McClellan with Taper agreed that performance-based payments introduce a new variable to the standard deemed-savings efficiency paradigm.

It’s a transition for customers to think about getting paid based on the actual savings they see at the meter. And that performance period is a long time — it’s a year after the installation,” which forces contractors to either convince customers to wait longer for incentive payments or to take on the risk of paying them in advance and then waiting for results to see if they hit the mark.

At the same time, smart meters can offer an invaluable source of data for forecasting the impact of different efficiency investments for different customers, as well as the up-to-date proof of the impact of those investments, she said. That’s the kind of data that could undergird financing structures that allow program administrators and contractors to pay in advance for the future value of efficiency improvements.

That’s how Andy Frank, CTO of New York–based efficiency aggregator Sealed, sees the pay-for-performance market developing. Sealed uses forecasting and shared-savings agreements to provide efficiency and electrification improvements to residential customers at low to no upfront cost in the U.S. Northeast, and it recently launched a pilot project with 3C-REN to do similar work in California.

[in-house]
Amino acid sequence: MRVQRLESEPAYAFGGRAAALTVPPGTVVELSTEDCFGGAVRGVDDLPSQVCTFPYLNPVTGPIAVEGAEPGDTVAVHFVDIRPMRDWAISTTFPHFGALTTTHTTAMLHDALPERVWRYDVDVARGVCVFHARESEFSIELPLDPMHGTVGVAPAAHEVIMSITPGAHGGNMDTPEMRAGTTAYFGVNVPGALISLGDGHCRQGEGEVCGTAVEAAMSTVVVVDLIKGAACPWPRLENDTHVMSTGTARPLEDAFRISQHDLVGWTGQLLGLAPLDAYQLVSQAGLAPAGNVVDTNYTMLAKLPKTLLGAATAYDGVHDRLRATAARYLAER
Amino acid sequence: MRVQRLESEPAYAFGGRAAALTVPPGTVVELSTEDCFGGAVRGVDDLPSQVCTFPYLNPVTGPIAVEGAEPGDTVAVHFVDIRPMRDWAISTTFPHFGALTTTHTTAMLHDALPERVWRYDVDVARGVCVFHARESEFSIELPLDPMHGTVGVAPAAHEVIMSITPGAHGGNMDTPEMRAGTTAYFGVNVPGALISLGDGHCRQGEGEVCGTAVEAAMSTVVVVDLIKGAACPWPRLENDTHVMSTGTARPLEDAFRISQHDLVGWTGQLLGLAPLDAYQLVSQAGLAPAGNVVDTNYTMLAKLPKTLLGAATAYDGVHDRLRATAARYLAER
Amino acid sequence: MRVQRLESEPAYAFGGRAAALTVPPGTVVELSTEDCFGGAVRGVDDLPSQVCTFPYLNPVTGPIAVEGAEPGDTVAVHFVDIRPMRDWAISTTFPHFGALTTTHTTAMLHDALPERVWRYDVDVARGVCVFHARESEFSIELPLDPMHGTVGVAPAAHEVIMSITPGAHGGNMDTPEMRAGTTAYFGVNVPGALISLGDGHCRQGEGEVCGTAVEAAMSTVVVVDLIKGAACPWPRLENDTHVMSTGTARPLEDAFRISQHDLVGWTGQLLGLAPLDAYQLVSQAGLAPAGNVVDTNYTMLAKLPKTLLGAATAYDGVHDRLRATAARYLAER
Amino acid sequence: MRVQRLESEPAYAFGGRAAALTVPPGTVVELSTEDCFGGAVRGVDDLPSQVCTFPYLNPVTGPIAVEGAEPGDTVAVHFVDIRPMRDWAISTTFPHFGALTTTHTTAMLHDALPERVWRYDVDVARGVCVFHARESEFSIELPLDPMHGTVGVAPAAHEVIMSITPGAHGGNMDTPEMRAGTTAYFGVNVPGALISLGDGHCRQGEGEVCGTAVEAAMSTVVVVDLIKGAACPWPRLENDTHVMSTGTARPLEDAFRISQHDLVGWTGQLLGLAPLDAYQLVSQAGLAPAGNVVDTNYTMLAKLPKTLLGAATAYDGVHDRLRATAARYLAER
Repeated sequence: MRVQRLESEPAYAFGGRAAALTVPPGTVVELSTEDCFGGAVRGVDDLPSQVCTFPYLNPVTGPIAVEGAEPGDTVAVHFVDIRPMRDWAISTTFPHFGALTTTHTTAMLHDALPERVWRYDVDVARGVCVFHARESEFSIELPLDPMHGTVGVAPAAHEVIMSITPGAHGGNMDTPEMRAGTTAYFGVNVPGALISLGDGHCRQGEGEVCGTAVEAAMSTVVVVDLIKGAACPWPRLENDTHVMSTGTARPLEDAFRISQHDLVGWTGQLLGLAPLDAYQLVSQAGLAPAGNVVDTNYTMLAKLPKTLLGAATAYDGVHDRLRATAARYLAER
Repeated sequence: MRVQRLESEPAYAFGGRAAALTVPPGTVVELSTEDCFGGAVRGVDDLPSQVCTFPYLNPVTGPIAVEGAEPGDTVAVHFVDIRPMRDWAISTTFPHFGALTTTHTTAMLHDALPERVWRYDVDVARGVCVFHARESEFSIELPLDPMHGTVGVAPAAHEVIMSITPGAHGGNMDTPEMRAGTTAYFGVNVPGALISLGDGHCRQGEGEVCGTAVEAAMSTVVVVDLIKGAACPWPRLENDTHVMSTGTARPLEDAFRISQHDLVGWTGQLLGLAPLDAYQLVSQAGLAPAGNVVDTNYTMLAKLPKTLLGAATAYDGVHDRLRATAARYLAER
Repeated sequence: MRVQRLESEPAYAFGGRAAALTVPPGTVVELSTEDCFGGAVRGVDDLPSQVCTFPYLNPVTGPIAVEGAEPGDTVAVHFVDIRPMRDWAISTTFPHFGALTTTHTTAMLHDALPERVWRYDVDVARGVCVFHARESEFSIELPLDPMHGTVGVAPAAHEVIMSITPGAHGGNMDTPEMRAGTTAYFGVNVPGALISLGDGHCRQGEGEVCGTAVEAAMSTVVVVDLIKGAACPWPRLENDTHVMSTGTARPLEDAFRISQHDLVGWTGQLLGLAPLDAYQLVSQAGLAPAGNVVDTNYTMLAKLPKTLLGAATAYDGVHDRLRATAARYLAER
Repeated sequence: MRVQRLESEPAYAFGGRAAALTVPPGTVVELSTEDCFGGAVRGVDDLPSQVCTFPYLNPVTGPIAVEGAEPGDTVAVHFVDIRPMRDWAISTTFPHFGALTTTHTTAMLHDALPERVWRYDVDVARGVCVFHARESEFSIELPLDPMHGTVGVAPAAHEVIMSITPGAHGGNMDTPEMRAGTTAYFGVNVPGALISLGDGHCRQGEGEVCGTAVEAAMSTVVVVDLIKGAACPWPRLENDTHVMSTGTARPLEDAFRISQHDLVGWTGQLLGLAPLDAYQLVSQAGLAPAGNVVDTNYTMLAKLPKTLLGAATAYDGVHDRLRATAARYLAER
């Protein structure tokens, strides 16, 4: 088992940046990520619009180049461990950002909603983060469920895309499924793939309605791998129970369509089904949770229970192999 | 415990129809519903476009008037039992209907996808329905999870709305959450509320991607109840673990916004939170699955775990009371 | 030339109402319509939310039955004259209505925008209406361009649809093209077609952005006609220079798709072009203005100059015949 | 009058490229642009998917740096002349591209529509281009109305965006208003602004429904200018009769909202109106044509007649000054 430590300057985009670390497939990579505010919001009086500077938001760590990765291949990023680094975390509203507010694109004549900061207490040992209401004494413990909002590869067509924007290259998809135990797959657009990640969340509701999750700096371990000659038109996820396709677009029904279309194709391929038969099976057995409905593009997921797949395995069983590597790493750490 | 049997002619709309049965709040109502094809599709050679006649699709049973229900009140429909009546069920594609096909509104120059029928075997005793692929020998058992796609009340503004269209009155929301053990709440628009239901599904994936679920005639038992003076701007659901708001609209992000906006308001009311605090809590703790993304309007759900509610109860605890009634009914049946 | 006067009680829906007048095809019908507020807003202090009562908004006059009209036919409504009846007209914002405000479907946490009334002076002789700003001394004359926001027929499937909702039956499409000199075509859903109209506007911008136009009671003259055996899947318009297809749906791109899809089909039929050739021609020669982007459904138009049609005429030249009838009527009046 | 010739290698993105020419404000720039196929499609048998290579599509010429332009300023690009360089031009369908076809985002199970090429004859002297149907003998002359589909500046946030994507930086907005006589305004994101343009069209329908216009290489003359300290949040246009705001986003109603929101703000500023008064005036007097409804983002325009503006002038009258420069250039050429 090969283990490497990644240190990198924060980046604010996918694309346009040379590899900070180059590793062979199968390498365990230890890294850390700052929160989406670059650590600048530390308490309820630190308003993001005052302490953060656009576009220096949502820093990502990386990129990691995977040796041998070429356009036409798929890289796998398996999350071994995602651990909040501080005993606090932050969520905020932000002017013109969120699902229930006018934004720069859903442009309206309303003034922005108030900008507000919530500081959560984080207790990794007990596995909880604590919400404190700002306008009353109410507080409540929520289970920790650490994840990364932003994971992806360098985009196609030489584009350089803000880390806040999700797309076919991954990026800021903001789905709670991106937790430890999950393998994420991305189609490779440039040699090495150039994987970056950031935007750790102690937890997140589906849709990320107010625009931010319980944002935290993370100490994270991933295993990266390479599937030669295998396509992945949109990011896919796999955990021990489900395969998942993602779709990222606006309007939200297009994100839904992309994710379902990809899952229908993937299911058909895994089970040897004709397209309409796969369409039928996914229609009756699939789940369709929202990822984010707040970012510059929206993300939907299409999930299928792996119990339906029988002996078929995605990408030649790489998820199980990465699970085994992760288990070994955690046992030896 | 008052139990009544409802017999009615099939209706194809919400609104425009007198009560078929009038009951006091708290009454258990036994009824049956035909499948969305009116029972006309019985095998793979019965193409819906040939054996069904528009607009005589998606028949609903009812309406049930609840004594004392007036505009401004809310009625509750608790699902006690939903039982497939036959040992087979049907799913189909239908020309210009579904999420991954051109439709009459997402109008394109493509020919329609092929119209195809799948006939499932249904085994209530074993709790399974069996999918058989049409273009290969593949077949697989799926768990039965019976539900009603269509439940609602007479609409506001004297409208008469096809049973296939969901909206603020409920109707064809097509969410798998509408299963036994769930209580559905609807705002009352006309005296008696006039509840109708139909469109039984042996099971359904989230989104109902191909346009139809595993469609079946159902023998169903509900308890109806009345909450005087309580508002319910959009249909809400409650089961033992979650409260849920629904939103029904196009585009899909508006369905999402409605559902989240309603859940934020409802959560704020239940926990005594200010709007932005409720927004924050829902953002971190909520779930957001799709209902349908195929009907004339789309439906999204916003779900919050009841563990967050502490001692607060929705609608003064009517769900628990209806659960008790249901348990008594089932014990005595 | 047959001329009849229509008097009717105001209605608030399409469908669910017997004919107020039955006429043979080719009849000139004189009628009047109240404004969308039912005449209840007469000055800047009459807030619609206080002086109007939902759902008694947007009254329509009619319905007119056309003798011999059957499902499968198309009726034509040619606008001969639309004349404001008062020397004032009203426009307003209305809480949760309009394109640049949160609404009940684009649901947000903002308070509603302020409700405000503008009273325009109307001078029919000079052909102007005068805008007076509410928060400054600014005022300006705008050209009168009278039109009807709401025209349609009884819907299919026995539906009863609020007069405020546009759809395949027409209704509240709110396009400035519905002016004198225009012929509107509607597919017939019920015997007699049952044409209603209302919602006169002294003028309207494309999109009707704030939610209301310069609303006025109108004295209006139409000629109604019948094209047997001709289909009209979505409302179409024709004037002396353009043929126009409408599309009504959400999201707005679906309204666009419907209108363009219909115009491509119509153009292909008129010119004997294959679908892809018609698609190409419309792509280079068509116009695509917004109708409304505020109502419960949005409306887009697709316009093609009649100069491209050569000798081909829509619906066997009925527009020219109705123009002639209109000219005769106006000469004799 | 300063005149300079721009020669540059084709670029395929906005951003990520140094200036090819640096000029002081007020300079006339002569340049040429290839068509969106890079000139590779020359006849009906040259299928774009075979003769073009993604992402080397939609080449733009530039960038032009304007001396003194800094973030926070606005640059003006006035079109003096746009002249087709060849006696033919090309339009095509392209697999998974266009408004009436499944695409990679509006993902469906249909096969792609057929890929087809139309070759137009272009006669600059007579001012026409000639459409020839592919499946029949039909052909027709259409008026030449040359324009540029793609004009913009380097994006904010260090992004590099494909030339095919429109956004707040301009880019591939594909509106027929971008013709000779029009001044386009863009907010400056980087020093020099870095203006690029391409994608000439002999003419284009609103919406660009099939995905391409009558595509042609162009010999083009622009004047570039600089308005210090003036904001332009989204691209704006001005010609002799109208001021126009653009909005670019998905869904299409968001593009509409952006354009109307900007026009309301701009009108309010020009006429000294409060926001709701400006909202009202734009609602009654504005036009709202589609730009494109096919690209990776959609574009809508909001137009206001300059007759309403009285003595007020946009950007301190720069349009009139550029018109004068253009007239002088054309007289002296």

We’re providing an upfront rebate to the contractor and the homeowner, very similar to what we’re doing today with our core direct-to-consumer business, where we provide the upfront capital as part of the financing of the project,” Frank said of Sealed’s 3C-REN pilot. That allows contractors to get paid quicker with less paperwork and get rewarded for quality work,” while Sealed is paid back over time based on actual energy savings.”

This approach carries a significant amount of risk for the company providing the upfront payment, he acknowledged. Sealed relies on data analysis to pinpoint customers that it can reliably forecast will see significant utility-bill savings from weatherization and fossil-fuel-to-heat-pump replacements to guard against the risk of losing money on its business model.

But at least in California, the regulatory risk of this approach appears to be fading with the state’s recent steps to expand the role of performance-based efficiency, Frank said.

My interpretation of it is that it doubles down on measured savings and puts the onus on program administrators to show why measured savings will not work,” he said That’s a signal that California is open for business when it comes to measured-savings programs.” 

Jeff St. John is director of news and special projects at Canary Media. He covers innovative grid technologies, rooftop solar and batteries, clean hydrogen, EV charging and more.